Look Out—Locusts!

Even though my research for the forthcoming Pioneer Girl: The Revised Texts covers aspects of history not focused on in Pioneer Girl: The Annotated Autobiography, one episode that I just cannot get out of my head is the plague of locusts that destroy the family’s crops in Minnesota. The family’s powerlessness to combat the locusts and the insects’ seemingly mysterious departure four years later have lodged themselves in my mind. And so I dig into research of the plague. William Watts Folwell’s 1926 A History of Minnesota , volume 3, devotes the entirety of Chapter 4 to “The Grasshopper invasion, 1873-77.” The locusts that descended on the people of Minnesota left a lasting impression on the state’s history. As Wilder described it, Rocky Mountain locusts swooped from the sky, “their wings a shiny white making a screen between us and the sun. They were dropping to the ground like hail in a hailstorm faster and faster.” (Pioneer Girl: The Annotated Autobiography, p. 79) Folwell quoted another eyewitness as saying that seeing the locusts flying “‘may be likened to an immense snow-storm, extending from the ground to a height at which our visual organs perceive them only as minute, darting scintillations.’”(History of Minnesota, p. 95).

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The Ingalls and others were helpless when it came to protecting crops from Rocky Mountain locusts, c. 1870. Minnesota Historical Society

Imagine locusts as a hungry, eating, chomping snowstorm! Such devastation boggles the mind; yet, while scientists believe the Rocky Mountain locust is extinct, such plagues of locusts continue to devastate farms and crops in other parts of the world. In 2015, locusts destroyed crops in Russia, and in 2016, northern Argentina experienced their worst season of locusts in sixty years. In a quotation given to the New York Times, Juan Pablo Karnatz reported farmers seeing “locust clouds that were more than four miles long and nearly two miles high” (Jan. 26, 2016). The Food and Agriculture Organization (FAO) of the United Nations issued a report in November 2015 that unusually heavy rains in “northwest Africa, the Horn of Africa and Yemen could favor Desert Locust breeding” (www.fao.org). The increasing number of extreme weather events attributed to climate change could bring more frequent and more intense swarms of locusts to these regions.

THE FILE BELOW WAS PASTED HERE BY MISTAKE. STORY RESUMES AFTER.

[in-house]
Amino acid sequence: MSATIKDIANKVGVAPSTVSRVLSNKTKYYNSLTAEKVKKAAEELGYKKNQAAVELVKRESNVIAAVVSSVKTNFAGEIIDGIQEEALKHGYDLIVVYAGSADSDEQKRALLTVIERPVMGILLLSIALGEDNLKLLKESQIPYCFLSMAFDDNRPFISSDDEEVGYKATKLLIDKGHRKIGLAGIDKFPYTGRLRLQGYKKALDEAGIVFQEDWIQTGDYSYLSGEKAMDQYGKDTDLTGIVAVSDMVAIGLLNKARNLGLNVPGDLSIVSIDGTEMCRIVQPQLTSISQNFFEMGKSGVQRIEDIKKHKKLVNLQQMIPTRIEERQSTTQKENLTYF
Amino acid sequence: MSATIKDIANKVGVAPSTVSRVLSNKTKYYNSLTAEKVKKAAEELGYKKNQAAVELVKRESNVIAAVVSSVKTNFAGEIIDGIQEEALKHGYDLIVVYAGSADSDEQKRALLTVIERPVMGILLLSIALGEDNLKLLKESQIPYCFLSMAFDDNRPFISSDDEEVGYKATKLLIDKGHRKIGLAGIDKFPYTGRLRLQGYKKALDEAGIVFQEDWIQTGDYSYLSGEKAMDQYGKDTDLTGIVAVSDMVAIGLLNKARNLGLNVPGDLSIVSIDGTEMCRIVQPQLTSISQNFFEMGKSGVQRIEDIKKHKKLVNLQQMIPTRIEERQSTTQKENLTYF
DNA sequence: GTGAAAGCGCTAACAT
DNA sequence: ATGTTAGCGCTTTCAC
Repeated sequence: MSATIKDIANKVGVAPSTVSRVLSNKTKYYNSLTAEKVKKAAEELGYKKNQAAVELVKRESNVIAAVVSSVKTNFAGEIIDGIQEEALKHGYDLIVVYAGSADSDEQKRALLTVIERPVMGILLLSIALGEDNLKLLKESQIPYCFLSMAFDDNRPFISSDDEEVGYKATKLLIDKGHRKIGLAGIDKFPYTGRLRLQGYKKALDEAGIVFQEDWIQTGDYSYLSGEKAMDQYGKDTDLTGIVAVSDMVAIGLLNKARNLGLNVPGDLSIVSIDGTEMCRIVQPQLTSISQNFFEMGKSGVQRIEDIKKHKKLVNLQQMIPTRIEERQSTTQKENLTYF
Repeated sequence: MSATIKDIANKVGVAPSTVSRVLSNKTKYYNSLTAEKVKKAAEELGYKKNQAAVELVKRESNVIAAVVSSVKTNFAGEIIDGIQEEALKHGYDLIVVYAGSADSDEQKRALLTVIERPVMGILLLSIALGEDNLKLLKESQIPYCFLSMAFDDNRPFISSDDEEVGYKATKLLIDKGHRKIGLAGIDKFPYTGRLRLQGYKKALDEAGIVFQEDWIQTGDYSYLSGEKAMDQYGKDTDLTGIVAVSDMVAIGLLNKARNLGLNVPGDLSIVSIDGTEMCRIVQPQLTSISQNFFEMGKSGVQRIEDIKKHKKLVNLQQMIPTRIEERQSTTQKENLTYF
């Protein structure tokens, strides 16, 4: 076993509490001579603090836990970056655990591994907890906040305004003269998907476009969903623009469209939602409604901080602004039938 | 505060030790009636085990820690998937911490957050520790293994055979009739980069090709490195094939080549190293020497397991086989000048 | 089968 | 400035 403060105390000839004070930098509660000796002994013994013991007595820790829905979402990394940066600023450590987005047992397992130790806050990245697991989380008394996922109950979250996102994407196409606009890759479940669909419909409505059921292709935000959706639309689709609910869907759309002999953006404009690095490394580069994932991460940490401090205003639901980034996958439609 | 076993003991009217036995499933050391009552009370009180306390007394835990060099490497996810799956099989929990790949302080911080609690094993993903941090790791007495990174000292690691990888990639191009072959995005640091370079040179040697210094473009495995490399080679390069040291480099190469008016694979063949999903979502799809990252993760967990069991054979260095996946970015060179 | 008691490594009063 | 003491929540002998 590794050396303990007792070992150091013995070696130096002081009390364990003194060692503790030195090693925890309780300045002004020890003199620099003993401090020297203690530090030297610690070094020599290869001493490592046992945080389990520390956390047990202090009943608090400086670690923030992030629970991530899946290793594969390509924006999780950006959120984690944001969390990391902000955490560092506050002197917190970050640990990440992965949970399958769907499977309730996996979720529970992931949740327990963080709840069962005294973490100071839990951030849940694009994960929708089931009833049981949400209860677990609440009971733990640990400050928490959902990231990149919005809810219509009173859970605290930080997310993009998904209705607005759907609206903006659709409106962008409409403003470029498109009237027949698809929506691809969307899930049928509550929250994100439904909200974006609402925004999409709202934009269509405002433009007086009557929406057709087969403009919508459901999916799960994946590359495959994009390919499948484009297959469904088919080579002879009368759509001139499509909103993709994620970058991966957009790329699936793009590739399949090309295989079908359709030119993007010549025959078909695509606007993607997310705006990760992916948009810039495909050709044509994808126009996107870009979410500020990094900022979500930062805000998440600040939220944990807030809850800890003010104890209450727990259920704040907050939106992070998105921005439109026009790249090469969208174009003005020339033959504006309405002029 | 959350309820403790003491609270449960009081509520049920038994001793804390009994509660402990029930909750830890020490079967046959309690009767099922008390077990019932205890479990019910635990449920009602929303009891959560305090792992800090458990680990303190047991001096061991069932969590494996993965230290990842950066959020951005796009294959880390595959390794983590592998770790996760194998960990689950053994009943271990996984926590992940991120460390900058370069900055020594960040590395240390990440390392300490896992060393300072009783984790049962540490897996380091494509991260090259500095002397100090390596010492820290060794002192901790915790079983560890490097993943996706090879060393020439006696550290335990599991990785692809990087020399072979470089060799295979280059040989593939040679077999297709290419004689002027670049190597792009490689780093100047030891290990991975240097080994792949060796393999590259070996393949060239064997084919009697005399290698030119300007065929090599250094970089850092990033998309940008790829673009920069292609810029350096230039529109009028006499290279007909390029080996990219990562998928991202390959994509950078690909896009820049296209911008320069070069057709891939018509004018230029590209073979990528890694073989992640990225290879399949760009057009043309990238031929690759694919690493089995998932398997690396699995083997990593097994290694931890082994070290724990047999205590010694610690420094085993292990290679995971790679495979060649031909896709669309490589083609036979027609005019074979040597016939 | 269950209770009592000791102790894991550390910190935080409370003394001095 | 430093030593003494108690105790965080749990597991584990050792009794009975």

In the 1870s, the Ingalls could do little to fend off the attacks. Charles Ingalls attempted to defend his wheat by setting fires near the crops, reasoning that the smoke might discourage the insects. It was a futile effort, and eventually he left the family homestead to find work farther east in order to send money back to help the family survive the winter.

Jacob Jurss

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L’Étoile du Nord State

The sun is rising over the prairie grasses and I’m on the road again. Instead of an old wagon and horses, I’m relying on the horsepower of a Uhaul truck and a rusted-out ’99 Pontiac Grand Am to take me east. This fall I accepted a post-doctorate fellowship position teaching Native American and Indigenous studies and the history of the American West at the University of Minnesota, Morris. I’ll be trading the grasslands of the Great Plains for the woodlands at the edge of the prairie. Don’t worry—I will still be researching and blogging for the Prairie Girl Project. Perhaps it is serendipity that as my research on Pioneer Girl: The Revised Texts turns towards the North Star state I will now make my home there.

Moving is never easy. Ferrying boxes back and forth from an apartment to the truck is not walking from Wisconsin to Kansas, but it shares some unpleasant characteristics with that task. Harder still are the goodbyes to good friends. Though technology helps to shorten the distance, nothing replaces the good-morning smiles that working with the folks of the South Dakota Historical Society Press provided. Thank you Nancy, Jeanne, and Jenny for making my time in South Dakota so wonderful.

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Garth Williams illustrated the 1953 edition of Little House on the Prairie. On page twenty-eight, he depicts Caroline Ingalls using a cast-iron “spider skillet.” 

As my last day in Pierre approached, I found myself smiling at the comparison of a covered wagon to my soon-to-be overstuffed Uhaul. My smile quickly vanished as we piled a second couch into the truck. A box with kitchen goods contained an old cast-iron skillet bought from an antique dealer near Watertown, South Dakota. The first such skillets came into widespread use in the late 1800s, and the Ingalls family found them useful when traveling or on the homestead. And while Laura Ingalls Wilder may have appreciated my ever-growing home library, Charles Ingalls may have asked whether I could condense the collection a bit to ease the weight in the wagon.